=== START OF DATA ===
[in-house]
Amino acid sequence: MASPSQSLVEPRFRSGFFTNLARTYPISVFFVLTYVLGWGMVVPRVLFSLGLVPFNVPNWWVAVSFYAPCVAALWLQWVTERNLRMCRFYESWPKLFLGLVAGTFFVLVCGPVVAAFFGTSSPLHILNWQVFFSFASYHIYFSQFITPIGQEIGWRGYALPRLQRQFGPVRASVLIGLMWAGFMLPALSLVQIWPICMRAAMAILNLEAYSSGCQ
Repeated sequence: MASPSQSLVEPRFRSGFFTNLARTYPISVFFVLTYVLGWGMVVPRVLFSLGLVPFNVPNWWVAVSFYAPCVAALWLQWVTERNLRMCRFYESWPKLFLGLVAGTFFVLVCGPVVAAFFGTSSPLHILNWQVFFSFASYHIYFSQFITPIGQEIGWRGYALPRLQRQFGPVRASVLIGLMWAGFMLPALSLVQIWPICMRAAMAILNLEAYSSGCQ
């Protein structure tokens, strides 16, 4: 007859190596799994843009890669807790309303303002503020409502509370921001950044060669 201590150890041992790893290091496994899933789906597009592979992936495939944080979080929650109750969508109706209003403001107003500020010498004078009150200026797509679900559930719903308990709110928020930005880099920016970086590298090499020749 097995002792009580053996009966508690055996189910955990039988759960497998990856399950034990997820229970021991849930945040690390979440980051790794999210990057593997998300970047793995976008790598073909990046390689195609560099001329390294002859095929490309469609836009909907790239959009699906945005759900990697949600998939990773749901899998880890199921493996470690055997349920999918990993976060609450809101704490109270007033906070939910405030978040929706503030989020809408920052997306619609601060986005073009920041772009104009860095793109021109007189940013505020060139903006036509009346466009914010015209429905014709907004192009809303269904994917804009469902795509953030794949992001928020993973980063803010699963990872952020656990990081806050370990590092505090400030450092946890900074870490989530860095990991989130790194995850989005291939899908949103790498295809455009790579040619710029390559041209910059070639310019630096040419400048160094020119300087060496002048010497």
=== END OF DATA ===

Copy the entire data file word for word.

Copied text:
[in-house]
Amino acid sequence: MASPSQSLVEPRFRSGFFTNLARTYPISVFFVLTYVLGWGMVVPRVLFSLGLVPFNVPNWWVAVSFYAPCVAALWLQWVTERNLRMCRFYESWPKLFLGLVAGTFFVLVCGPVVAAFFGTSSPLHILNWQVFFSFASYHIYFSQFITPIGQEIGWRGYALPRLQRQFGPVRASVLIGLMWAGFMLPALSLVQIWPICMRAAMAILNLEAYSSGCQ
Repeated sequence: MASPSQSLVEPRFRSGFFTNLARTYPISVFFVLTYVLGWGMVVPRVLFSLGLVPFNVPNWWVAVSFYAPCVAALWLQWVTERNLRMCRFYESWPKLFLGLVAGTFFVLVCGPVVAAFFGTSSPLHILNWQVFFSFASYHIYFSQFITPIGQEIGWRGYALPRLQRQFGPVRASVLIGLMWAGFMLPALSLVQIWPICMRAAMAILNLEAYSSGCQ
């Protein structure tokens, strides 16, 4: 007859190596799994843009890669807790309303303002503020409502509370921001950044060669 201590150890041992790893290091496994899933789906597009592979992936495939944080979080929650109750969508109706209003403001107003500020010498004078009150200026797509679900559930719903308990709110928020930005880099920016970086590298090499020749 097995002792009580053996009966508690055996189910955990039988759960497998990856399950034990997820229970021991849930945040690390979440980051790794999210990057593997998300970047793995976008790598073909990046390689195609560099001329390294002859095929490309469609836009909907790239959009699906945005759900990697949600998939990773749901899998880890199921493996470690055997349920999918990993976060609450809101704490109270007033906070939910405030978040929706503030989020809408920052997306619609601060986005073009920041772009104009860095793109021109007189940013505020060139903006036509009346466009914010015209429905014709907004192009809303269904994917804009469902795509953030794949992001928020993973980063803010699963990872952020656990990081806050370990590092505090400030450092946890900074870490989530860095990991989130790194995850989005291939899908949103790498295809455009790579040619710029390559041209910059070639310019630096040419400048160094020119300087060496002048010497």